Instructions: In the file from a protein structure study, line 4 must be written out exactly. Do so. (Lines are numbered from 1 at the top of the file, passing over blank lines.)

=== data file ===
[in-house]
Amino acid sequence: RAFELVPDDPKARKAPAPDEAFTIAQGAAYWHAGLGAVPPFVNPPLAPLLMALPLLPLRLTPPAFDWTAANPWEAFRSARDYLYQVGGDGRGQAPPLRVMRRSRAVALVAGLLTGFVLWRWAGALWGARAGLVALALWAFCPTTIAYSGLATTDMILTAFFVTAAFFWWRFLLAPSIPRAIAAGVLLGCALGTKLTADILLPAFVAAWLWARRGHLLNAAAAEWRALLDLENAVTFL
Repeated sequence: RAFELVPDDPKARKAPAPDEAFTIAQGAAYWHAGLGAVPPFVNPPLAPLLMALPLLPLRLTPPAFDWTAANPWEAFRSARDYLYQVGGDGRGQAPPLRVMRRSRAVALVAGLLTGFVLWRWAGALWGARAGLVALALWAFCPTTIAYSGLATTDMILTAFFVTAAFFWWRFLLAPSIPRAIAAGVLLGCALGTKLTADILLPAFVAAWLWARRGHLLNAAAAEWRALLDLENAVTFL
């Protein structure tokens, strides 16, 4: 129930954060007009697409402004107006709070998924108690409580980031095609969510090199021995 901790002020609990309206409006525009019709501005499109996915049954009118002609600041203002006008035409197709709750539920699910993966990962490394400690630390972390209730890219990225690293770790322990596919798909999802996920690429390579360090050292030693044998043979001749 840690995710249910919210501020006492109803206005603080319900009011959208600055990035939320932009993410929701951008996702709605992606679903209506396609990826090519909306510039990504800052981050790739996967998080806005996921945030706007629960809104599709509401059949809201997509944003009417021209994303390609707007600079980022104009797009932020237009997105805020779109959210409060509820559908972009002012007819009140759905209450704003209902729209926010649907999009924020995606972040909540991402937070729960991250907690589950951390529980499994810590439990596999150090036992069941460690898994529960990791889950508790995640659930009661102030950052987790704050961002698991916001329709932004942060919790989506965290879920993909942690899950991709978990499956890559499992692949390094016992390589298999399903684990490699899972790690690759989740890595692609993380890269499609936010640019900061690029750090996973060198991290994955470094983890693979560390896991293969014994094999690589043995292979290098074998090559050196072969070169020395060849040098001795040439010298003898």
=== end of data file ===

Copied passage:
């Protein structure tokens, strides 16, 4: 129930954060007009697409402004107006709070998924108690409580980031095609969510090199021995 901790002020609990309206409006525009019709501005499109996915049954009118002609600041203002006008035409197709709750539920699910993966990962490394400690630390972390209730890219990225690293770790322990596919798909999802996920690429390579360090050292030693044998043979001749 840690995710249910919210501020006492109803206005603080319900009011959208600055990035939320932009993410929701951008996702709605992606679903209506396609990826090519909306510039990504800052981050790739996967998080806005996921945030706007629960809104599709509401059949809201997509944003009417021209994303390609707007600079980022104009797009932020237009997105805020779109959210409060509820559908972009002012007819009140759905209450704003209902729209926010649907999009924020995606972040909540991402937070729960991250907690589950951390529980499994810590439990596999150090036992069941460690898994529960990791889950508790995640659930009661102030950052987790704050961002698991916001329709932004942060919790989506965290879920993909942690899950991709978990499956890559499992692949390094016992390589298999399903684990490699899972790690690759989740890595692609993380890269499609936010640019900061690029750090996973060198991290994955470094983890693979560390896991293969014994094999690589043995292979290098074998090559050196072969070169020395060849040098001795040439010298003898």